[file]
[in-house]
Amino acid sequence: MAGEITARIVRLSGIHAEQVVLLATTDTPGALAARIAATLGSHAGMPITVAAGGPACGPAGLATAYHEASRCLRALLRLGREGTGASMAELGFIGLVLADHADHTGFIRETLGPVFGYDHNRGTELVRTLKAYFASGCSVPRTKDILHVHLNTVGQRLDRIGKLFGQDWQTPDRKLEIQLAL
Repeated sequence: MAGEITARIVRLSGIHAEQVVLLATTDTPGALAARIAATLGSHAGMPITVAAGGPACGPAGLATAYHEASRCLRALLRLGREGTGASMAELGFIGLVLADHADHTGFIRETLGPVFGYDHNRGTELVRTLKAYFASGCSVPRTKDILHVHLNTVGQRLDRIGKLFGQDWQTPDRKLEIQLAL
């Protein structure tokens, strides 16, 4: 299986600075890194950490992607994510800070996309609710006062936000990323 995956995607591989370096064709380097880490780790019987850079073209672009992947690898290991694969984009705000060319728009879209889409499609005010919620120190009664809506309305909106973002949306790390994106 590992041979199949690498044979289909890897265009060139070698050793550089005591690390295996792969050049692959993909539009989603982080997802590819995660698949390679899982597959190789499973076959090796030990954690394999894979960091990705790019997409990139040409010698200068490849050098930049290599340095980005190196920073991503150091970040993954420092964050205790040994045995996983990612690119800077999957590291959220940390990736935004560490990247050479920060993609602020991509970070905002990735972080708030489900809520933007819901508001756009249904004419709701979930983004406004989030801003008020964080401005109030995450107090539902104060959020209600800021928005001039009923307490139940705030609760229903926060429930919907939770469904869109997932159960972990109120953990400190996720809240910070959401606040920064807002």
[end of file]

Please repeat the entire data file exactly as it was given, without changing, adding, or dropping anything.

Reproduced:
[in-house]
Amino acid sequence: MAGEITARIVRLSGIHAEQVVLLATTDTPGALAARIAATLGSHAGMPITVAAGGPACGPAGLATAYHEASRCLRALLRLGREGTGASMAELGFIGLVLADHADHTGFIRETLGPVFGYDHNRGTELVRTLKAYFASGCSVPRTKDILHVHLNTVGQRLDRIGKLFGQDWQTPDRKLEIQLAL
Repeated sequence: MAGEITARIVRLSGIHAEQVVLLATTDTPGALAARIAATLGSHAGMPITVAAGGPACGPAGLATAYHEASRCLRALLRLGREGTGASMAELGFIGLVLADHADHTGFIRETLGPVFGYDHNRGTELVRTLKAYFASGCSVPRTKDILHVHLNTVGQRLDRIGKLFGQDWQTPDRKLEIQLAL
């Protein structure tokens, strides 16, 4: 299986600075890194950490992607994510800070996309609710006062936000990323 995956995607591989370096064709380097880490780790019987850079073209672009992947690898290991694969984009705000060319728009879209889409499609005010919620120190009664809506309305909106973002949306790390994106 590992041979199949690498044979289909890897265009060139070698050793550089005591690390295996792969050049692959993909539009989603982080997802590819995660698949390679899982597959190789499973076959090796030990954690394999894979960091990705790019997409990139040409010698200068490849050098930049290599340095980005190196920073991503150091970040993954420092964050205790040994045995996983990612690119800077999957590291959220940390990736935004560490990247050479920060993609602020991509970070905002990735972080708030489900809520933007819901508001756009249904004419709701979930983004406004989030801003008020964080401005109030995450107090539902104060959020209600800021928005001039009923307490139940705030609760229903926060429930919907939770469904869109997932159960972990109120953990400190996720809240910070959401606040920064807002």